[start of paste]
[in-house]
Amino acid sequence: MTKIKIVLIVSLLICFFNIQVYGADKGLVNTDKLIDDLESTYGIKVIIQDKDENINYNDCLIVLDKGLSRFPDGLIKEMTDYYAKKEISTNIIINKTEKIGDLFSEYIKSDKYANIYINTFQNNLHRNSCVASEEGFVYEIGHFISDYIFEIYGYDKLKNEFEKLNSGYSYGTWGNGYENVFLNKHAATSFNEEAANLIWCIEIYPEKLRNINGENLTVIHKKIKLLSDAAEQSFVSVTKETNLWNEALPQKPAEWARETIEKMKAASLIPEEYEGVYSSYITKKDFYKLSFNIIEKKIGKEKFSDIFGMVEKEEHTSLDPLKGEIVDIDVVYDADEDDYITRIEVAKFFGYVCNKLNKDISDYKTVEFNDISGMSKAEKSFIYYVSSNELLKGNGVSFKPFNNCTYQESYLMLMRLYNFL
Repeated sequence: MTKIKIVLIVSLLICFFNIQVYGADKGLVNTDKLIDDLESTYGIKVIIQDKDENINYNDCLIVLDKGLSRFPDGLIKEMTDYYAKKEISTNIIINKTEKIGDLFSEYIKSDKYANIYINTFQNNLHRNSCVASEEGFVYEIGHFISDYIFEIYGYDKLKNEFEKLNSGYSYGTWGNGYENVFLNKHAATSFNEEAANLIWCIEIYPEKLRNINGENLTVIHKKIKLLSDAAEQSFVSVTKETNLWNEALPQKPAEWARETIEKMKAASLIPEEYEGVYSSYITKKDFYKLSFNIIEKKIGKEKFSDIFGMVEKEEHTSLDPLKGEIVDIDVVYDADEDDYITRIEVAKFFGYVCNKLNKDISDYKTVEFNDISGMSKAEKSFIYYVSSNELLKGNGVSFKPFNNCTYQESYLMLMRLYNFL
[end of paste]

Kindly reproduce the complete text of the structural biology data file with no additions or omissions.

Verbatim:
[in-house]
Amino acid sequence: MTKIKIVLIVSLLICFFNIQVYGADKGLVNTDKLIDDLESTYGIKVIIQDKDENINYNDCLIVLDKGLSRFPDGLIKEMTDYYAKKEISTNIIINKTEKIGDLFSEYIKSDKYANIYINTFQNNLHRNSCVASEEGFVYEIGHFISDYIFEIYGYDKLKNEFEKLNSGYSYGTWGNGYENVFLNKHAATSFNEEAANLIWCIEIYPEKLRNINGENLTVIHKKIKLLSDAAEQSFVSVTKETNLWNEALPQKPAEWARETIEKMKAASLIPEEYEGVYSSYITKKDFYKLSFNIIEKKIGKEKFSDIFGMVEKEEHTSLDPLKGEIVDIDVVYDADEDDYITRIEVAKFFGYVCNKLNKDISDYKTVEFNDISGMSKAEKSFIYYVSSNELLKGNGVSFKPFNNCTYQESYLMLMRLYNFL
Repeated sequence: MTKIKIVLIVSLLICFFNIQVYGADKGLVNTDKLIDDLESTYGIKVIIQDKDENINYNDCLIVLDKGLSRFPDGLIKEMTDYYAKKEISTNIIINKTEKIGDLFSEYIKSDKYANIYINTFQNNLHRNSCVASEEGFVYEIGHFISDYIFEIYGYDKLKNEFEKLNSGYSYGTWGNGYENVFLNKHAATSFNEEAANLIWCIEIYPEKLRNINGENLTVIHKKIKLLSDAAEQSFVSVTKETNLWNEALPQKPAEWARETIEKMKAASLIPEEYEGVYSSYITKKDFYKLSFNIIEKKIGKEKFSDIFGMVEKEEHTSLDPLKGEIVDIDVVYDADEDDYITRIEVAKFFGYVCNKLNKDISDYKTVEFNDISGMSKAEKSFIYYVSSNELLKGNGVSFKPFNNCTYQESYLMLMRLYNFL